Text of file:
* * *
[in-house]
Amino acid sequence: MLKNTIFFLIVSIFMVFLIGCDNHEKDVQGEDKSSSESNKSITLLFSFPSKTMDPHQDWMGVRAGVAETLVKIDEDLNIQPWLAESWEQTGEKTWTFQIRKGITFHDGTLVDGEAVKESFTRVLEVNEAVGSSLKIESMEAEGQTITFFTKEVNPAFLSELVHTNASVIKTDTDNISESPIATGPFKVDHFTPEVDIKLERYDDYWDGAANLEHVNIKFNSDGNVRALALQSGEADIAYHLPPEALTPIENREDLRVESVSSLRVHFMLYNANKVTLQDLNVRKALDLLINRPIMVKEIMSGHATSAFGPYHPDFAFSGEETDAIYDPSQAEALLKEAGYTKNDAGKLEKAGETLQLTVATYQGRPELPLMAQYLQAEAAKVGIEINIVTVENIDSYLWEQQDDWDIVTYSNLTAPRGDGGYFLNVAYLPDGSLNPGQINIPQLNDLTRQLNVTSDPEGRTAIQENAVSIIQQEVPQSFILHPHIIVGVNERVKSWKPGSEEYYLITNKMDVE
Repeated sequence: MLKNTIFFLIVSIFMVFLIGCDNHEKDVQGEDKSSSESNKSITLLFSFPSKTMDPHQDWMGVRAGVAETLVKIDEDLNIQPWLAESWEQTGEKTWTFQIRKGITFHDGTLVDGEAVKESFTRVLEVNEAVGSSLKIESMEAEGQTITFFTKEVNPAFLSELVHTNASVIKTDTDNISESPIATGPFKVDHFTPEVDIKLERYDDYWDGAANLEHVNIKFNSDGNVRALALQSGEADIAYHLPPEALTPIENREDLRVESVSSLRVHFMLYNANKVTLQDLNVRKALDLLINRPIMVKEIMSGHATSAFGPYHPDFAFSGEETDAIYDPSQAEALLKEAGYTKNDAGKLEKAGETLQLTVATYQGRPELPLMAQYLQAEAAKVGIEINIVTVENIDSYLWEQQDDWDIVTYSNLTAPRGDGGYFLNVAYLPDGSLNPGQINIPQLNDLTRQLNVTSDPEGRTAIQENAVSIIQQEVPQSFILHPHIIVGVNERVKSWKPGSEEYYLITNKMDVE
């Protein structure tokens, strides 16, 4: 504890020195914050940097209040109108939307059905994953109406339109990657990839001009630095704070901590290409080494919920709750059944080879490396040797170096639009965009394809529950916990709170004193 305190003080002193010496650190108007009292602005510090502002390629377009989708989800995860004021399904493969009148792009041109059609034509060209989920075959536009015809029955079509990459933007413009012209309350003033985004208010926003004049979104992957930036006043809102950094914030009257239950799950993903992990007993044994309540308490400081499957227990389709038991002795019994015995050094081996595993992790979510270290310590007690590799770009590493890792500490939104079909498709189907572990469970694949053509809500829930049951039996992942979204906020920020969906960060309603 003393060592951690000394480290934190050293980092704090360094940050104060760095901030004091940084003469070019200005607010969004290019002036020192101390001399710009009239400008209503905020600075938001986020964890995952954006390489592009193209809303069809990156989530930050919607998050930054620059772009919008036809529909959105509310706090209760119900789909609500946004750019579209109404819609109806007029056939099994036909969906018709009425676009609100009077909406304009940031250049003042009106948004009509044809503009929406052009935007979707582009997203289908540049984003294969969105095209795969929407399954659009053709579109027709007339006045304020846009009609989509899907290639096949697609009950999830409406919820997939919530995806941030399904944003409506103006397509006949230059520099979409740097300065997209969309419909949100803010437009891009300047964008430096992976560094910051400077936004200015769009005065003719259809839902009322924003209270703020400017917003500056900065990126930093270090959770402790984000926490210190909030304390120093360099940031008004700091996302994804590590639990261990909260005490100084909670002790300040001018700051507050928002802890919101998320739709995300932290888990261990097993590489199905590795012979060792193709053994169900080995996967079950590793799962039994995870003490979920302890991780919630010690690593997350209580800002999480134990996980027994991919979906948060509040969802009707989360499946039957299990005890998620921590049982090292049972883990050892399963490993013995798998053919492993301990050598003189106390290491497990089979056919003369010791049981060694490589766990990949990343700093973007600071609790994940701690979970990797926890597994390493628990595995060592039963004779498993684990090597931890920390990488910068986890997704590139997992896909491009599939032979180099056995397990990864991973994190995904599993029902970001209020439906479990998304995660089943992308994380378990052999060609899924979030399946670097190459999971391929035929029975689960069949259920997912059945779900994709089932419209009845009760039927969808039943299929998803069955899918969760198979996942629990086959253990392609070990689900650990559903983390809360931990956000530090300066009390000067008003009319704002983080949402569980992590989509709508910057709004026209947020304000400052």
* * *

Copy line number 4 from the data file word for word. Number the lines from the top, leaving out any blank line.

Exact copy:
């Protein structure tokens, strides 16, 4: 504890020195914050940097209040109108939307059905994953109406339109990657990839001009630095704070901590290409080494919920709750059944080879490396040797170096639009965009394809529950916990709170004193 305190003080002193010496650190108007009292602005510090502002390629377009989708989800995860004021399904493969009148792009041109059609034509060209989920075959536009015809029955079509990459933007413009012209309350003033985004208010926003004049979104992957930036006043809102950094914030009257239950799950993903992990007993044994309540308490400081499957227990389709038991002795019994015995050094081996595993992790979510270290310590007690590799770009590493890792500490939104079909498709189907572990469970694949053509809500829930049951039996992942979204906020920020969906960060309603 003393060592951690000394480290934190050293980092704090360094940050104060760095901030004091940084003469070019200005607010969004290019002036020192101390001399710009009239400008209503905020600075938001986020964890995952954006390489592009193209809303069809990156989530930050919607998050930054620059772009919008036809529909959105509310706090209760119900789909609500946004750019579209109404819609109806007029056939099994036909969906018709009425676009609100009077909406304009940031250049003042009106948004009509044809503009929406052009935007979707582009997203289908540049984003294969969105095209795969929407399954659009053709579109027709007339006045304020846009009609989509899907290639096949697609009950999830409406919820997939919530995806941030399904944003409506103006397509006949230059520099979409740097300065997209969309419909949100803010437009891009300047964008430096992976560094910051400077936004200015769009005065003719259809839902009322924003209270703020400017917003500056900065990126930093270090959770402790984000926490210190909030304390120093360099940031008004700091996302994804590590639990261990909260005490100084909670002790300040001018700051507050928002802890919101998320739709995300932290888990261990097993590489199905590795012979060792193709053994169900080995996967079950590793799962039994995870003490979920302890991780919630010690690593997350209580800002999480134990996980027994991919979906948060509040969802009707989360499946039957299990005890998620921590049982090292049972883990050892399963490993013995798998053919492993301990050598003189106390290491497990089979056919003369010791049981060694490589766990990949990343700093973007600071609790994940701690979970990797926890597994390493628990595995060592039963004779498993684990090597931890920390990488910068986890997704590139997992896909491009599939032979180099056995397990990864991973994190995904599993029902970001209020439906479990998304995660089943992308994380378990052999060609899924979030399946670097190459999971391929035929029975689960069949259920997912059945779900994709089932419209009845009760039927969808039943299929998803069955899918969760198979996942629990086959253990392609070990689900650990559903983390809360931990956000530090300066009390000067008003009319704002983080949402569980992590989509709508910057709004026209947020304000400052």